United States District Court, E.D. Missouri, Southeastern Division
MEMORANDUM AND ORDER
STEPHEN N. LIMBAUGH, JR. UNITED STATES DISTRICT JUDGE
Melody Moss, pro se, filed a petition against
defendant JPMorgan Chase Bank, N.A. (“Chase”) in
the Circuit Court for Reynolds County, Missouri. Plaintiff
appears to seek to have defendant Chase's lien on her
property declared void. Defendant removed the matter to this
Court pursuant to the Court's diversity jurisdiction, 28
U.S.C. § 1332(a). Defendant then moved to dismiss the
petition for failure to state a claim for which relief can be
granted. (#12.) Plaintiff has not responded, and the time for
doing so has passed.
handwritten complaint is difficult to understand. It appears
that plaintiff owned property located at 1736 County Road
418, Piedmont, Missouri, 63957. She may have originally owned
the property with her husband, Dean Brachle, but they have
apparently separated. Plaintiff refers to a loan from First
Midwest Bank of Dexter, Missouri and suggests that it was
transferred to defendant Chase at some point, but she says
she received no notice of the transfer. Most of
plaintiff's complaint comprises descriptions of her more
than 200 pages of exhibits, including Missouri statutes,
deeds of trusts, and copies of handwritten communications to
defendant Chase. Some exhibits, however, are not explained in
the complaint. It appears that plaintiff was advised that
defendant Chase was foreclosing on her property and that
plaintiff tried to make “catch up payments” to
avoid further foreclosure actions. Plaintiff seeks an order
that the lien is “invalid, ” as she appears to
allege that the lien on the property, which took the form of
a deed of trust, was “non-consensual.” She states
that Chase is “trying to cheat me out of possession of
my legal residence” (#5 at 9) and that she is entitled
to monetary damages for her work on the property totaling
Chase has moved to dismiss the complaint for failure to state
a claim under Federal Rule of Civil Procedure 12(b)(6).
has moved to dismiss for failure to state a claim under
Federal Rule of Civil Procedure 12(b)(6). The purpose of a
Rule 12(b)(6) motion to dismiss for failure to state a claim
is to test the legal sufficiency of a complaint so as to
eliminate those actions “which are fatally flawed in
their legal premises and deigned to fail, thereby sparing
litigants the burden of unnecessary pretrial and trial
activity.” Young v. City of St. Charles, 244
F.3d 623, 627 (8th Cir. 2001) (citing Neitzke v.
Williams, 490 U.S. 319, 326-27 (1989)). “To
survive a motion to dismiss, a claim must be facially
plausible, meaning that the ‘factual content. . .
allows the court to draw the reasonable inference that the
defendant is liable for the misconduct alleged.'“
Cole v. Homier Dist. Co., Inc., 599 F.3d 856, 861
(8th Cir. 2010) (quoting Ashcroft v. Iqbal, 556 U.S.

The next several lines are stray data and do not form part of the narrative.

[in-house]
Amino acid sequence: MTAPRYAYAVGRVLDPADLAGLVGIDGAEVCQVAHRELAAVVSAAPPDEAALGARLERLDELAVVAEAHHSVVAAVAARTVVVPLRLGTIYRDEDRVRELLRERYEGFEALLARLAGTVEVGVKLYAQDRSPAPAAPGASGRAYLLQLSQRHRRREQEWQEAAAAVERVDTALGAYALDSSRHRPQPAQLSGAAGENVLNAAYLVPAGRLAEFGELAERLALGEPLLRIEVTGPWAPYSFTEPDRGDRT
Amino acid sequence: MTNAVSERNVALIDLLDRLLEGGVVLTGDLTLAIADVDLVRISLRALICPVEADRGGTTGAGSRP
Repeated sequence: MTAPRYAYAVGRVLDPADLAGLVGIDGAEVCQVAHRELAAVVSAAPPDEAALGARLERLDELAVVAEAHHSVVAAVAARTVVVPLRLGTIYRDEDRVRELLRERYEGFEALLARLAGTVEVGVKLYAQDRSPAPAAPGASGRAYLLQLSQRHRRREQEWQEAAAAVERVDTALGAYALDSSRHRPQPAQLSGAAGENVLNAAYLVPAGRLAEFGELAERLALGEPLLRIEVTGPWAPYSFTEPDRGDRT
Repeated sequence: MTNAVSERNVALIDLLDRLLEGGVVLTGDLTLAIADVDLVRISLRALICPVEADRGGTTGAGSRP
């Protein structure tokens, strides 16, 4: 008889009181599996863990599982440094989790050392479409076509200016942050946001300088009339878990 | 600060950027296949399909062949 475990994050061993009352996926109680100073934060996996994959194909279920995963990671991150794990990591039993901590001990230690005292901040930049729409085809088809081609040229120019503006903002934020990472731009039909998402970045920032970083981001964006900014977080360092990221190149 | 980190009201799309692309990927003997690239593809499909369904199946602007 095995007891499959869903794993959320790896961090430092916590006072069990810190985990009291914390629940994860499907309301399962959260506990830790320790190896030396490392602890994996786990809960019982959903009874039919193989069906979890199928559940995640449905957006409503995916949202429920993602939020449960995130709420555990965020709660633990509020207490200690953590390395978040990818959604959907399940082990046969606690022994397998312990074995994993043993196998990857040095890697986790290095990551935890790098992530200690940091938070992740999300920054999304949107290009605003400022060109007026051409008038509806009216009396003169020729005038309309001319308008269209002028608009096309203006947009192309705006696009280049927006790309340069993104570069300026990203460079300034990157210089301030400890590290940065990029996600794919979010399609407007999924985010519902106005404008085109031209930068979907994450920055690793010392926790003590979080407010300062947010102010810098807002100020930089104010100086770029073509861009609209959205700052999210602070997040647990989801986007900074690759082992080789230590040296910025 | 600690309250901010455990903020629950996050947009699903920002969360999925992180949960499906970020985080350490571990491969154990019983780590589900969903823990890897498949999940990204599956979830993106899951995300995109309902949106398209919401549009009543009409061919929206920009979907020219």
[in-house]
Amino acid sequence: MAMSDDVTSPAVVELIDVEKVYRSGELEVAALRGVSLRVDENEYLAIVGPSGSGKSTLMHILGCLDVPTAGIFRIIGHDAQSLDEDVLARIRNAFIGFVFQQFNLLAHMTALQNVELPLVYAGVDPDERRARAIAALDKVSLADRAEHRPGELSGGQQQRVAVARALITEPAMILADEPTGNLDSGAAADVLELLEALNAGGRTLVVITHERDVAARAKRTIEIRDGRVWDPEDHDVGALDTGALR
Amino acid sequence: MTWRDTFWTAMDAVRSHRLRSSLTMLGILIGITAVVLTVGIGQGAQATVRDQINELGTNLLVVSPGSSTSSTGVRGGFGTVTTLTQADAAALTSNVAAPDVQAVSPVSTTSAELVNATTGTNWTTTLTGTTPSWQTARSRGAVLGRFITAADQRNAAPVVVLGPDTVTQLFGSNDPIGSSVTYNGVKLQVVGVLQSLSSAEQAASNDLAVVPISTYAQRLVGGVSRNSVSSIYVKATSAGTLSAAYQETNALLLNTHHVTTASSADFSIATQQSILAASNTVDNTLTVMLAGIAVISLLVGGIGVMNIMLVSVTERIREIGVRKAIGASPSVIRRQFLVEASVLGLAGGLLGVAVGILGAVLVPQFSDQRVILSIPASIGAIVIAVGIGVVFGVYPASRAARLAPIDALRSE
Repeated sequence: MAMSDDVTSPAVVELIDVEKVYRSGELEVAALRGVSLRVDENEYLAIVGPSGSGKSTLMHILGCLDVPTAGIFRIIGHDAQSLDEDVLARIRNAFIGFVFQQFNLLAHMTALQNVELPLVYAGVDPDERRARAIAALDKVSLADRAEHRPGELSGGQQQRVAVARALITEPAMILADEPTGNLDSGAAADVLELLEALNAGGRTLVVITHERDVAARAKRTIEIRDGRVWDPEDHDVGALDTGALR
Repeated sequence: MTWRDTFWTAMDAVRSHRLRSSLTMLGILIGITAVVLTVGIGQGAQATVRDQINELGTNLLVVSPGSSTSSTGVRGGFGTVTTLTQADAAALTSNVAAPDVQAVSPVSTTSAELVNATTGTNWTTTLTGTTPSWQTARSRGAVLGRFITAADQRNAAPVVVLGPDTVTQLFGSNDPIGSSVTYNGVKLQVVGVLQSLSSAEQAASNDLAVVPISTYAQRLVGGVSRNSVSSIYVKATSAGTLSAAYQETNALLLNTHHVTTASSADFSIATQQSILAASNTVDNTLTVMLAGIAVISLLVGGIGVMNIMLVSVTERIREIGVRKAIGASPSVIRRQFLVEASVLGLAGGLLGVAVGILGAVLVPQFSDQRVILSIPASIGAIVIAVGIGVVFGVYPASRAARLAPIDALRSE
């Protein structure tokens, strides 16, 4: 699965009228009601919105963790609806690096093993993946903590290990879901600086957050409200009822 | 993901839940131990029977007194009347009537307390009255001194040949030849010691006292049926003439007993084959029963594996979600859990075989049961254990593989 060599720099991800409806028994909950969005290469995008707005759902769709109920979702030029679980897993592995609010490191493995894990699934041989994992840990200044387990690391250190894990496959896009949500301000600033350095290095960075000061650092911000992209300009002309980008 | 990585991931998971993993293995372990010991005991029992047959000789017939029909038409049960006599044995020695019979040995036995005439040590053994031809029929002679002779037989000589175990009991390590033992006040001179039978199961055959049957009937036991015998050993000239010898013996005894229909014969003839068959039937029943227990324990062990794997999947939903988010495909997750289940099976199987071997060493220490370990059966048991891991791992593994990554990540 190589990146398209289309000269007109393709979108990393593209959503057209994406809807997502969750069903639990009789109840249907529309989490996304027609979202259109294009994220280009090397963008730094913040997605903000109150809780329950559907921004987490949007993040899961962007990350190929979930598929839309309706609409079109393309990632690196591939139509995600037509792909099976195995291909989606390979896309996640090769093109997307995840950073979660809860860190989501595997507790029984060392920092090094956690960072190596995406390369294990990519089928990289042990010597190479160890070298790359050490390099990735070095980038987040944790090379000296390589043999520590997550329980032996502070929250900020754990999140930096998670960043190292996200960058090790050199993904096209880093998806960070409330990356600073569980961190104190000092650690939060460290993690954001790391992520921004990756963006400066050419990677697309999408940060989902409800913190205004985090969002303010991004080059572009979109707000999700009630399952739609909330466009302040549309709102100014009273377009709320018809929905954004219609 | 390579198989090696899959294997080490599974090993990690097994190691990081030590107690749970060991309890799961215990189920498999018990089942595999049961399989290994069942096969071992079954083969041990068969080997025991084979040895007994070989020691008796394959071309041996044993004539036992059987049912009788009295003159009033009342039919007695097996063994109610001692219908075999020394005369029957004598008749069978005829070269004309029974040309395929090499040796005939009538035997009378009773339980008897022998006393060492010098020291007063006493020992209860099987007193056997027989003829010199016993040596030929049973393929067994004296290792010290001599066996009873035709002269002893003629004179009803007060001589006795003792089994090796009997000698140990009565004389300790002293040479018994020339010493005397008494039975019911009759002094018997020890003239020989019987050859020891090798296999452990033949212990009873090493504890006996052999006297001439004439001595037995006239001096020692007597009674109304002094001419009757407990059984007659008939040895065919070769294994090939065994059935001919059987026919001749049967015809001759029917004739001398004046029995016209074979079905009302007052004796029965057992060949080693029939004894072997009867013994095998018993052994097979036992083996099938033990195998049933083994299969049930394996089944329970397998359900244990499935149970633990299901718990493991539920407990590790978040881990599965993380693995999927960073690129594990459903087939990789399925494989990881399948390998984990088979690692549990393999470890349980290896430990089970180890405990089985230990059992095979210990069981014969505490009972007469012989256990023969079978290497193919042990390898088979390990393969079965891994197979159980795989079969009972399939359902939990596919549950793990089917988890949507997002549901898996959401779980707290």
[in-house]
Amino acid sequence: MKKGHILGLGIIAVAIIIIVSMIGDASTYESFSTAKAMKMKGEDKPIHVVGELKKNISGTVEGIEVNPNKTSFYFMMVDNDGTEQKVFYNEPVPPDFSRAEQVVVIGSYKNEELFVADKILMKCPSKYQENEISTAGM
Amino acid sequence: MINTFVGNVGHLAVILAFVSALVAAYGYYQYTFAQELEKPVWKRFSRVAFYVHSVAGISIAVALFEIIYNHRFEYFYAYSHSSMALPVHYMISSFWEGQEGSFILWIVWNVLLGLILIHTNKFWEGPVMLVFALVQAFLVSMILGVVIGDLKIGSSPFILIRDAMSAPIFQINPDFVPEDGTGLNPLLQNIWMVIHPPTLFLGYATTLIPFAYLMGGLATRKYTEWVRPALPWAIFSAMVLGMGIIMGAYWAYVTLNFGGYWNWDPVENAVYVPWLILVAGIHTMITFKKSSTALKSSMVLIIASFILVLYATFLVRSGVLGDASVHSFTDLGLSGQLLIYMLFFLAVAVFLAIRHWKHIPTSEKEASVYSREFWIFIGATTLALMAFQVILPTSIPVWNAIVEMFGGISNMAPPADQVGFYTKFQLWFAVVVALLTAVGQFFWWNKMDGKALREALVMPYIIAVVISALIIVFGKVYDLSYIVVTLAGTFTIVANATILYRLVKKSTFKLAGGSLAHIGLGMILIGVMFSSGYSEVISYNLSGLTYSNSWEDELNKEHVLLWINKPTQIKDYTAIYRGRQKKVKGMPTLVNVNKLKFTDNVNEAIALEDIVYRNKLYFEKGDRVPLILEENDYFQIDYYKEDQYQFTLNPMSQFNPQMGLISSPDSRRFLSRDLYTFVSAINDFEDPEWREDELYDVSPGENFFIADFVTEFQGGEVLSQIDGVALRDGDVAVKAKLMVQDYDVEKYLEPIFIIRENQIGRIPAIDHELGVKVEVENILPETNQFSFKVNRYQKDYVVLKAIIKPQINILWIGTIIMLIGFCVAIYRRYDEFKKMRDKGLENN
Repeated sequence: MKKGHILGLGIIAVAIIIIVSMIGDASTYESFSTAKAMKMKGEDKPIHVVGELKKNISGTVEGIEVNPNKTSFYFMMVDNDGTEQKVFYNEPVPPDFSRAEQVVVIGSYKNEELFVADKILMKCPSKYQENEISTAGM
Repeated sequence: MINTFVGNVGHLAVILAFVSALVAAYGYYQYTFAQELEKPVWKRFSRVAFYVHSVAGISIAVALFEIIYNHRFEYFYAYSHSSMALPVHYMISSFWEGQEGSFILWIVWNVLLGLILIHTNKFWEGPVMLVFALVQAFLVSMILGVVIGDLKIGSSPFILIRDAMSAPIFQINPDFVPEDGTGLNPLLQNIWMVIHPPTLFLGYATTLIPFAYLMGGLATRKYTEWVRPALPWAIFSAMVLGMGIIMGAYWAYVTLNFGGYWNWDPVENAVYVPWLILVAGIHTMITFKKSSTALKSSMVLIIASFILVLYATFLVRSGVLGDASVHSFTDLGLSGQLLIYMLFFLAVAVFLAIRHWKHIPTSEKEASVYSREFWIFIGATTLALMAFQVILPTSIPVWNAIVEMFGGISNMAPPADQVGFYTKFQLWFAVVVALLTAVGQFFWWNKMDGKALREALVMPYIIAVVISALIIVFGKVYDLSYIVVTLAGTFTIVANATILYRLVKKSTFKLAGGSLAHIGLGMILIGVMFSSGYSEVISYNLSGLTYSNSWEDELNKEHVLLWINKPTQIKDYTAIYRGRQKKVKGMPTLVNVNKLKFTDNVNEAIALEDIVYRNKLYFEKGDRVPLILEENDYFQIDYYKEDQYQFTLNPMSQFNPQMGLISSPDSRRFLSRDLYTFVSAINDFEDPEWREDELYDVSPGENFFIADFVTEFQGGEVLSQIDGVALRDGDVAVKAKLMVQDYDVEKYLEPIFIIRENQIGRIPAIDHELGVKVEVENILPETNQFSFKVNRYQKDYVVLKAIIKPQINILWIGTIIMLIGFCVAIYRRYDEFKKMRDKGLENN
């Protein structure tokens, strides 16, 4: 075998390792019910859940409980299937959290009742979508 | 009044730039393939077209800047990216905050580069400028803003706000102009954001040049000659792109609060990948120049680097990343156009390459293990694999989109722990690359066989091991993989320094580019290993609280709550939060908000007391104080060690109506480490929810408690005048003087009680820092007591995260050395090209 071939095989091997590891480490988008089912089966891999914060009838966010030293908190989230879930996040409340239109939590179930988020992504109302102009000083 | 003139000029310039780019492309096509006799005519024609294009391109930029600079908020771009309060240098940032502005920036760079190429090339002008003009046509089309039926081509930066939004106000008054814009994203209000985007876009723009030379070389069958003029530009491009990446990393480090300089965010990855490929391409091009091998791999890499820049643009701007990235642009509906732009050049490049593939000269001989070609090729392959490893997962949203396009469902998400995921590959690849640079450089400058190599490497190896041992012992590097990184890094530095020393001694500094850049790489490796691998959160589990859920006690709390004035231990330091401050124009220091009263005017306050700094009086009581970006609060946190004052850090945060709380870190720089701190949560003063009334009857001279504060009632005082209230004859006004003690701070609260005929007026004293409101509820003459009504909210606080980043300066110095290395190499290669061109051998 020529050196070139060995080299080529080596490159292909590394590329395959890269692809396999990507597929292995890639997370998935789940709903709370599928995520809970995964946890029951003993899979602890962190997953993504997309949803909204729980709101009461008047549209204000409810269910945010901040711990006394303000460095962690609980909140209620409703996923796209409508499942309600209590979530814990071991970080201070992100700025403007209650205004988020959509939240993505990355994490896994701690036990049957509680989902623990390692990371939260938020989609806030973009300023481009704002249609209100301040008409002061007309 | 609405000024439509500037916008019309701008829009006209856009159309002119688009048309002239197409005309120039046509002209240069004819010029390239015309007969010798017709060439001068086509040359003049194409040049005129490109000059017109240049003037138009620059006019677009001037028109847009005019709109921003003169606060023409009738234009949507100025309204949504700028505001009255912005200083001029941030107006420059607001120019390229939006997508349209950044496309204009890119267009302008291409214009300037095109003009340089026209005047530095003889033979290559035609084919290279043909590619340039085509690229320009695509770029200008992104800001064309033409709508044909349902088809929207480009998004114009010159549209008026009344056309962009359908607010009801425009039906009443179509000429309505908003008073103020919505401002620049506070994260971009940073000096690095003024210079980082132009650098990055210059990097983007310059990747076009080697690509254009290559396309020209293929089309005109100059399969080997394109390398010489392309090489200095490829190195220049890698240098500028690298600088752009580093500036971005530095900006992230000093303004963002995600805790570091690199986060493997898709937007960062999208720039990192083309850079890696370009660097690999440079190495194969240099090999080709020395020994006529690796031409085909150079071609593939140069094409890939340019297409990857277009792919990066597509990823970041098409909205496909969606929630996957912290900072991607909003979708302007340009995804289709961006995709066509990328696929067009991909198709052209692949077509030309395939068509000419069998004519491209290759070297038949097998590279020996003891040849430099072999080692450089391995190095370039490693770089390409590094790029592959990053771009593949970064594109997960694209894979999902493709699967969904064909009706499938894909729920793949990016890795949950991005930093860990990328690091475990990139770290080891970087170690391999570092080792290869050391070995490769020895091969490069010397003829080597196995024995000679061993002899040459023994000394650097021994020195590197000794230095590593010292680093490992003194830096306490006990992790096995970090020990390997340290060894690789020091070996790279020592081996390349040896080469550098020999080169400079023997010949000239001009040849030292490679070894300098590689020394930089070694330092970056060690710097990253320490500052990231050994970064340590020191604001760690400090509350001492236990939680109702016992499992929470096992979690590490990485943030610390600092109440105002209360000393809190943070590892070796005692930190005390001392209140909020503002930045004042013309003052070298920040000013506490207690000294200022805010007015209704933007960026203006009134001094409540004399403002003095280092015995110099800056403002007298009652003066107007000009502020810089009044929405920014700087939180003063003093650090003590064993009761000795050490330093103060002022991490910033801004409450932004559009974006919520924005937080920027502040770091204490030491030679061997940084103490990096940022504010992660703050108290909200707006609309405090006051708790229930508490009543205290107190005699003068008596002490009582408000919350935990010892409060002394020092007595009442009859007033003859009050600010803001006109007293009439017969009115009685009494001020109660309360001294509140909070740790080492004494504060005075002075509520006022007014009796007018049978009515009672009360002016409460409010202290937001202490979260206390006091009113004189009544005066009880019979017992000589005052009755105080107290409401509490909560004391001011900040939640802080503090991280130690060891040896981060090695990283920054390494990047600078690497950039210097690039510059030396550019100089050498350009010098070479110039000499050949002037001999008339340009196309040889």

662, 678 (2009)). The Court must “accept the
allegations contained in the complaint as true and draw all
reasonable inferences in favor of the nonmoving party.”
Id. (quoting Coons v. Mineta, 410 F.3d
1036, 1039 (8th Cir. 2005)). However, “[t]hreadbare
recitals of the elements of a cause of action, supported by
mere conclusory statements, ” will not pass muster.
Iqbal, 556 U.S. at 678.
courts liberally construe pro se complaints, the
pleading “must not be conclusory and must state
specific facts which, when taken as true, state a claim as a
matter of law.” Beasley v. State of Mo., No.
1:04-cv-173-CAS, 2005 WL 2206110 (E.D. Mo. Sept. 12, 2005).
The Court also notes that “the absence of a response to
a dispositive motion does not relieve the Court of its duty
to consider the motion on the merits.” Country Club
Estates, L.L.C. v. Town of Loma Linda, 213 F.3d 1001
(8th Cir. 2000).
Chase argues that the complaint does not consist of “a
short and plain statement of the claim showing that the
pleader is entitled to relief” as required by Federal
Rule of Civil Procedure 8(a)(2). Although plaintiff appears
to dispute defendant's interest in and lien on
plaintiff's property, defendant opines that
plaintiff's allegations are too confusing and unclear to
assert the basis of any claim against Chase. This Court
agrees. Although the Court has read plaintiff's complaint
and reviewed her many exhibits, plaintiff appears to rely
solely on conjecture, conclusory statements, and bare
citations to her exhibits to support her claims. Without
factual allegations to support her claims, plaintiff's
conclusions are unsupported and must be disregarded by this
Court. See Wiles v. Capitol Indem. Corp., 280 F.3d
868, 870 (8th Cir. 2002).
obliquely refers to §§ 428.110-135 RSMo, which
address procedures for rejecting a “nonconsensual
common law lien.” A “nonconsensual common law
lien” is defined as
a document that purports to assert a lien against the assets,
real or personal, of any person and that, regardless of any
(a) Is not expressly provided for by a specific state or
(b) Does not depend upon the consent of the owner of the
property affected or the existence of a contract for ...